Coast guard staff draws flak for back-riding on motorbike despite strict ban

Khyne Palumar

Ready for another episode of government workers being the first to sidestep national rules?

The Philippine Coast Guard yesterday confirmed that two of their personnel have violated the ban on back riding on motorbikes, or the government’s anti-pillion rule, which has been strictly imposed in the National Capital Region to practice social distancing and curb the spread of COVID-19.

This comes after photos of the offenders clad in PCG uniform, last week circulated on social media.

In its statement, the PCG identified the rule-breakers as Seaman 2nd Class Arjae Dagsil, and Seawoman 2nd Class Mary Joy Collada, adding that the pair has employed a civilian lawyer and is cooperating with an ongoing investigation.

PCG Commandant Vice Admiral George Ursabia Jr. scolded the pair, and told reporters that they should be setting a good example on compliance to the public.

“As law enforcement officers, we should set the highest standard on compliance and cooperation to the whole-of-government efforts to curb the impact of COVID-19. With full compliance and cooperation, the country will successfully uphold public health and safety despite the pressing challenges of the present time,” Usabia said.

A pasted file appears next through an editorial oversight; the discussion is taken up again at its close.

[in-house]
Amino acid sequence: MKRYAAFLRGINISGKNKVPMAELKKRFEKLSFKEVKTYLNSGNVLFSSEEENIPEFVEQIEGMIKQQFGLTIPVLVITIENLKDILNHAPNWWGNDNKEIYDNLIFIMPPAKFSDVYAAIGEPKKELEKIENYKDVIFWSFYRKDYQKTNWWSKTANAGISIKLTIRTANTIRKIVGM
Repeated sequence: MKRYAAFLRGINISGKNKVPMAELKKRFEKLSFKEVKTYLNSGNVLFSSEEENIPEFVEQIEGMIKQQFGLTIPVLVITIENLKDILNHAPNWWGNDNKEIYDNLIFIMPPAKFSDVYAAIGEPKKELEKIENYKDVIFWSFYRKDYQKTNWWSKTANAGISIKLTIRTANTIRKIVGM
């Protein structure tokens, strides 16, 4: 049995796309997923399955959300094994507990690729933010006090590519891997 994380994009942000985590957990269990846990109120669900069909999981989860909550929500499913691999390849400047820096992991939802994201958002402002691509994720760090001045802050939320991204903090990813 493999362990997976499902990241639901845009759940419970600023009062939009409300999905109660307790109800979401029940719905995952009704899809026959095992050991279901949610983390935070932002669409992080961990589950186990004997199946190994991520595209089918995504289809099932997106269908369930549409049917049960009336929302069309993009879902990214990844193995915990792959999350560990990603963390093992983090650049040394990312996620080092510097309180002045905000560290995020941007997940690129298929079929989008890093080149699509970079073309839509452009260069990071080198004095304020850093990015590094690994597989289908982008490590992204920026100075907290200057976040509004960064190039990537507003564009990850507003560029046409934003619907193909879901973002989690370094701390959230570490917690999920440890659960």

According to PCG’s reports, Collada’s boyfriend Dagsil fetched her from from Manila’s Port Area to PCG’s barracks in Taguig City. Dagsil, a medical worker who screened boat crew and fisherman for the coronavirus was supposedly coming off her 24-hour shift, but was unable to board any public transport, which is why she enlisted Dagsil’s help.

Despite the error on their ranks, the PCG urged the public to continue to comply with transport rules.

Earlier, presidential spokesman Harry Roque said people who ride behind motorbikes should be arrested, though government officials should at best, be chided for breaking said rule.

“Those back riders should be arrested. And the local government units tolerating this, they can be issued show cause orders, especially that the main supporter of the no back ride policy is no less than Interior Secretary Eduardo Año,” he said.

Meanwhile, Senator Ralph Recto has urged the government to allow married couples to be exempted from social distancing rules of riding a motorbike together, adding it would ease commuters’ cope with the “brutal” lack of transportation under the modified general community quarantine.

“If they share the same bed at night, why can’t they ride a bike together during the day?” Recto asked.

 

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